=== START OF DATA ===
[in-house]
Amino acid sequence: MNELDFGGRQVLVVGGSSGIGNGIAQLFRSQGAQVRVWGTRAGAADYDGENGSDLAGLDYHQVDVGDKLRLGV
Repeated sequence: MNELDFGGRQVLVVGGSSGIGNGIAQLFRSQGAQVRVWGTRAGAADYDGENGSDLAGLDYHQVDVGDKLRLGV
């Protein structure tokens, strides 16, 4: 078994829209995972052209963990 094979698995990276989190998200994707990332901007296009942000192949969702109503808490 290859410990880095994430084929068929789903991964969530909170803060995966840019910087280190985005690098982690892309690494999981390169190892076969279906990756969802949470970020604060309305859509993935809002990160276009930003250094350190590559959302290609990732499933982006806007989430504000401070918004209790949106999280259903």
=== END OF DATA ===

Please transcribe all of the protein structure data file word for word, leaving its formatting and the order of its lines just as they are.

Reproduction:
[in-house]
Amino acid sequence: MNELDFGGRQVLVVGGSSGIGNGIAQLFRSQGAQVRVWGTRAGAADYDGENGSDLAGLDYHQVDVGDKLRLGV
Repeated sequence: MNELDFGGRQVLVVGGSSGIGNGIAQLFRSQGAQVRVWGTRAGAADYDGENGSDLAGLDYHQVDVGDKLRLGV
């Protein structure tokens, strides 16, 4: 078994829209995972052209963990 094979698995990276989190998200994707990332901007296009942000192949969702109503808490 290859410990880095994430084929068929789903991964969530909170803060995966840019910087280190985005690098982690892309690494999981390169190892076969279906990756969802949470970020604060309305859509993935809002990160276009930003250094350190590559959302290609990732499933982006806007989430504000401070918004209790949106999280259903």